Most laymen believe that greed is at the heart of family blood fights over an inheritance, but attorney and author P. Mark Accettura – expert on inheritance conflict resolution and elder abuse – says it is a myth that selfish motives are the driving force behind family blood baths after a parent has died.“The fight for money and things, such as Dad’s watch or Mom’s wedding ring, is not about the object or money itself, but is really about what the money or object symbolizes – importance, love, security, self-esteem, connectedness and immortality,” says Accettura whose conclusions are based on three decades in the legal trenches aided by five years of research in social psychology, evolutionary psychology, psychiatry, gerontology, and neuropsychology.
That life experience and research culminated with the August 2011 release of Blood & Money: Why Families Fight Over Inheritance and What to Do About It (ISBN 978-0-9669278-4-9, Collinwood Press, Farmington Hills, MI, 2011, www.BloodAndMoneyBook.com 283 pages, $21.95).
Blood & Money not only details the psychological reasons why families fight but provides practical legal remedies to prevent such blood-letting disputes after Mom or Dad die. The author’s fourth book offers an unprecedented understanding of family dynamics as applied to estate planning.
Accettura offers some 60 specific recommendations to help parents, offspring, and their advisors prevent inheritance squabbles and preserve the most valuable legacy of all – the family itself. The concluding chapter outlines appropriate legal remedies to minimize the damage caused by bad actors and toxic wills.
Whenever a spouse dies and the surviving spouse remarries, Accettura stresses it is critical for a new will and trust to be drawn to protect the interests of the new spouse and the natural children. “When a remarried parent is negligent and does not draw up a new will and trust,” says Accettura, then the blood is on the parent’s hands for not taking care of the business necessary to keep peace in the family after death.”
The author says the role of an estate planning attorney when family members are fighting is to serve as a counselor and find a means to resolve the inheritance conflict. “An attorney must be sincere, transparent, honest and fair but most of all be a peacemaker,” adds Accettura. “The goal is to resolve the family conflict, not to identify a breach of responsibility or breach of law and file a lawsuit which will serve to heighten the conflict rather than producing family peace.”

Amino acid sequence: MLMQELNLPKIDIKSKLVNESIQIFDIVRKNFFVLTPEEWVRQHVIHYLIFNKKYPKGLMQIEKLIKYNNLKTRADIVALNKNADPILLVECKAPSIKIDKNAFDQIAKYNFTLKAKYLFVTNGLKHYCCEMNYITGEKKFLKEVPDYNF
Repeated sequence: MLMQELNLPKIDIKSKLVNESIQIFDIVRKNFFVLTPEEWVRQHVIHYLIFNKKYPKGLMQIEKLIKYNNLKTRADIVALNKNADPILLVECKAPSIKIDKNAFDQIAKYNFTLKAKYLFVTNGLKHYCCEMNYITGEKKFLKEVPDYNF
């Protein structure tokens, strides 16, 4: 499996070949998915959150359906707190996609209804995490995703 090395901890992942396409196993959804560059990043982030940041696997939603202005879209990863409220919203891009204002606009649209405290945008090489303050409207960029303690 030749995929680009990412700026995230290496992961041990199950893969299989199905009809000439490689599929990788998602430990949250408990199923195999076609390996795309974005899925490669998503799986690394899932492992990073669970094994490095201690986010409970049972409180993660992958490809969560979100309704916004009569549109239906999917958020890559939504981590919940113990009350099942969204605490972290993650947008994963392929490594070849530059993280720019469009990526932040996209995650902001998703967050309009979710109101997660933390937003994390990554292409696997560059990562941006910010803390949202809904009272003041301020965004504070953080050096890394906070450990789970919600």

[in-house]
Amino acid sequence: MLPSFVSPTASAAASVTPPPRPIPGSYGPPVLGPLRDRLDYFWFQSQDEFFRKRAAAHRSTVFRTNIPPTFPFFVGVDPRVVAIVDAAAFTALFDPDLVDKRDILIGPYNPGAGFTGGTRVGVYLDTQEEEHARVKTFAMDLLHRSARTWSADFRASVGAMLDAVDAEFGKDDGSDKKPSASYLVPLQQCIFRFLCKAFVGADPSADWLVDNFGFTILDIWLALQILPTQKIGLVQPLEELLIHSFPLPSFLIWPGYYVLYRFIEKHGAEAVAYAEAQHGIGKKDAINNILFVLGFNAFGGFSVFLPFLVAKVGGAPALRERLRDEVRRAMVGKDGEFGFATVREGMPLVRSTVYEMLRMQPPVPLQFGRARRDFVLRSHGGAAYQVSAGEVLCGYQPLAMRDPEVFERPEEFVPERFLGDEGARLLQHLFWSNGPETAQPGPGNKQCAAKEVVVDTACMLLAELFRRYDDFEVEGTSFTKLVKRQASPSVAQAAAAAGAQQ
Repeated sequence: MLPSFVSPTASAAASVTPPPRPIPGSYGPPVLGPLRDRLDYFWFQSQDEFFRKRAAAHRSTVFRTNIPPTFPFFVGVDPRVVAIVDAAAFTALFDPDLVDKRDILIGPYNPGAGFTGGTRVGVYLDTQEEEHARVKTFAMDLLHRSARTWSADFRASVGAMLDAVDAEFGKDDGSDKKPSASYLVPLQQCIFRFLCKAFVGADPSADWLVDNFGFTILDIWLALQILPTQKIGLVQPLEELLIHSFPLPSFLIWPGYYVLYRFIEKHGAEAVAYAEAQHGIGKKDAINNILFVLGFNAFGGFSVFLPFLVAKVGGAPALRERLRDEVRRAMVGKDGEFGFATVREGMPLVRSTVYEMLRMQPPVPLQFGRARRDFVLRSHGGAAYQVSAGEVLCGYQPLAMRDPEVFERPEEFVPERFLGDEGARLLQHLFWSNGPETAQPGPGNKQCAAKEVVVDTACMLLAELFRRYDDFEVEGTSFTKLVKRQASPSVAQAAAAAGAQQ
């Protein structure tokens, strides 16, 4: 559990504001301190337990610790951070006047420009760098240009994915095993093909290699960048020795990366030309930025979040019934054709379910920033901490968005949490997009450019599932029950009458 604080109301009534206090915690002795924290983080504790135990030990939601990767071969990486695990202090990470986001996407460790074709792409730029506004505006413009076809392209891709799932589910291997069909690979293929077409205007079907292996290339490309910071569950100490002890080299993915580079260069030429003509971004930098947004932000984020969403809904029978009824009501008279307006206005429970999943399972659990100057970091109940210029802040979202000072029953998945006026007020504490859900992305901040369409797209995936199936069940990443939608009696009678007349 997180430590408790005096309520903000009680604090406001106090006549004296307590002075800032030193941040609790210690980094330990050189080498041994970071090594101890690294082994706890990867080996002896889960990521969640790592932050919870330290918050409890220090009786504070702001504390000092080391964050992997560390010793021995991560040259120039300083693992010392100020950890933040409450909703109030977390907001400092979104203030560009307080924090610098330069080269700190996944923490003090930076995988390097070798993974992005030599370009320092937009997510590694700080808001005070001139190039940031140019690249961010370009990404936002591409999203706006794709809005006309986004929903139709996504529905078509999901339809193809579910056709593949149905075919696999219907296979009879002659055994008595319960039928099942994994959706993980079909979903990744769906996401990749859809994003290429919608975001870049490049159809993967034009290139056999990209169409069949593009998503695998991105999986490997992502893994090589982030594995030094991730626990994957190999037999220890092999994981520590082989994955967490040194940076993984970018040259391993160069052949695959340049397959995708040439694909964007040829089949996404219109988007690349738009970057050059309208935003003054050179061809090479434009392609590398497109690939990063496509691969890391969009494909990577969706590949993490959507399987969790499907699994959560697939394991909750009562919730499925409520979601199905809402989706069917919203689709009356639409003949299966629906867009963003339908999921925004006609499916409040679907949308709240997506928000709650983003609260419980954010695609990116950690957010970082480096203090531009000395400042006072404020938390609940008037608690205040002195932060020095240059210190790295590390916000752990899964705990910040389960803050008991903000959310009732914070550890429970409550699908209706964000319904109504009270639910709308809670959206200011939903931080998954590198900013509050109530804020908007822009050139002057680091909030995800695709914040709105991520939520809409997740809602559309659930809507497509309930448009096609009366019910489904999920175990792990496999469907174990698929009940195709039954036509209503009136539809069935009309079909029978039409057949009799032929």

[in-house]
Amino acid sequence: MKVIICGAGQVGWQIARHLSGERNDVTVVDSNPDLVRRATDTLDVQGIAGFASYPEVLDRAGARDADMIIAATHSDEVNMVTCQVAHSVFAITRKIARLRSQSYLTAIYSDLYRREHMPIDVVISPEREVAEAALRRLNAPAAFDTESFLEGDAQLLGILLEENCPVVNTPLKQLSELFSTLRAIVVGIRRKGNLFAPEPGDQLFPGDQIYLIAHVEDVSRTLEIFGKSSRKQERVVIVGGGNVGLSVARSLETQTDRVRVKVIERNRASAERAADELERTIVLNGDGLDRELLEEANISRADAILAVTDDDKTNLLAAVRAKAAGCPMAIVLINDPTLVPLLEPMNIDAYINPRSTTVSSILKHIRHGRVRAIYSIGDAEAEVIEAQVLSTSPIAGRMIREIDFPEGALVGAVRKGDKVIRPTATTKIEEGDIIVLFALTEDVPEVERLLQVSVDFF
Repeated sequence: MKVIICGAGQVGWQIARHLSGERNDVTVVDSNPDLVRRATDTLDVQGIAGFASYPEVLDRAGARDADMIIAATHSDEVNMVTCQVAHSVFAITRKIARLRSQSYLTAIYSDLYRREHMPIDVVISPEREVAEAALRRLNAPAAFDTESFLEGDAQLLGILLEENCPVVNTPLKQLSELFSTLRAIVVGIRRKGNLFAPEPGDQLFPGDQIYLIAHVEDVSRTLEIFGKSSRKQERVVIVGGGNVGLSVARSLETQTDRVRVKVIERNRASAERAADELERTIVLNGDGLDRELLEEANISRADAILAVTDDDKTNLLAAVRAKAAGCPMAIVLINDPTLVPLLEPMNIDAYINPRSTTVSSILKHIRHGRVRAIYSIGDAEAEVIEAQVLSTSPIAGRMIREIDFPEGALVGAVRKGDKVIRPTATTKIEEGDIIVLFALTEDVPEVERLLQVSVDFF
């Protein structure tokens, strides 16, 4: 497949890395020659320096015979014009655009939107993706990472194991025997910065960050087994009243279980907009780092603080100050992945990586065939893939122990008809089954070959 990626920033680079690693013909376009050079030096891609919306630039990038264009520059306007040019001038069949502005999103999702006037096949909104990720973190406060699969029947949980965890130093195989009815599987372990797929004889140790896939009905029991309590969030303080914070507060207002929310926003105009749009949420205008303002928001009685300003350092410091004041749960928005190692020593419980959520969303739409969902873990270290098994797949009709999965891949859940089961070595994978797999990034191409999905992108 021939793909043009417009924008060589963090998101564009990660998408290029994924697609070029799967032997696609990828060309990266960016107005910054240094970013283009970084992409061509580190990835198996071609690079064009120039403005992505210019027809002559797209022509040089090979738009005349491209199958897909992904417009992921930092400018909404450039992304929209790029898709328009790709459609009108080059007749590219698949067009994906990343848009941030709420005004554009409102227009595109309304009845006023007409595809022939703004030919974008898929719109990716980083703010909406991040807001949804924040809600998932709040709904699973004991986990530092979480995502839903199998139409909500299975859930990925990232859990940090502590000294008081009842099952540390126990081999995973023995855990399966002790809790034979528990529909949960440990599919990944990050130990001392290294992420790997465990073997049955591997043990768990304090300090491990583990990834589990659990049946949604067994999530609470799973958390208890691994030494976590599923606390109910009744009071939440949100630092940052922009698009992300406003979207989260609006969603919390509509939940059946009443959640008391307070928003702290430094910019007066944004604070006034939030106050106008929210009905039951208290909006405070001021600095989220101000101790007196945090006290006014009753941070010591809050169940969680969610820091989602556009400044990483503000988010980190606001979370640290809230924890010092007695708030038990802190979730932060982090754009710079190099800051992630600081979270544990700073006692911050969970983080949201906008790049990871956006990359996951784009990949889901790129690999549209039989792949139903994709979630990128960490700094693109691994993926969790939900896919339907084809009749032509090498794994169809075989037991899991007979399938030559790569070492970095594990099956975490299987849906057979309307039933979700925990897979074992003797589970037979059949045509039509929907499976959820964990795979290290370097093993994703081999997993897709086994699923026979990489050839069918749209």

Peter Lichtenberg, PhD of the Institute of Gerontology at Wayne State University, Detroit, says that “Blood & Money takes a multidisciplinary approach to inheritance disputes. It explains the psychological reasons that families fight, why dementia opens the door to foul play, and the legal implications of bad behavior…it will no doubt be a reference for years to come.”
Accettura said he was inspired to write Blood & Money because of an increase in elder abuse, because of the growing epidemic of Alzheimer’s disease, because 65 percent of Americans fail to plan for their death, and to uncover the reasons why families fight at the death of a loved one.
In Blood & Money, the author explores the impact of dysfunctional families and personality disorders on inheritance disputes and contrasts the toxic, bitter battles involving super-rich personages such as Leona Helmsley, Summer Redstone and Brooke Astor with the conspicuously philanthropic such as Bill Gates and Warren Buffet.
P. Mark Accettura has practiced law in the firm of Accettura and Hurwitz in Farmington Hills and Royal Oak since 1982. As senior partner of a large and thriving estate planning and elder law practice, he has handled the wills and trusts of thousands of people in Michigan. For five years, Accettura hosted LawTalk, a regular television series seen via cable in 37 cities in Michigan. Besides Blood & Money, Accettura has written Medicaid and Long Term Care in Michigan (2005), The Michigan Estate Planning Guide (2002) and Lost and Found: Finding Self-Reliance after the Death of a Spouse (2001).
Submitted by Scott Lorenz, President of Westwind Communications, firstname.lastname@example.org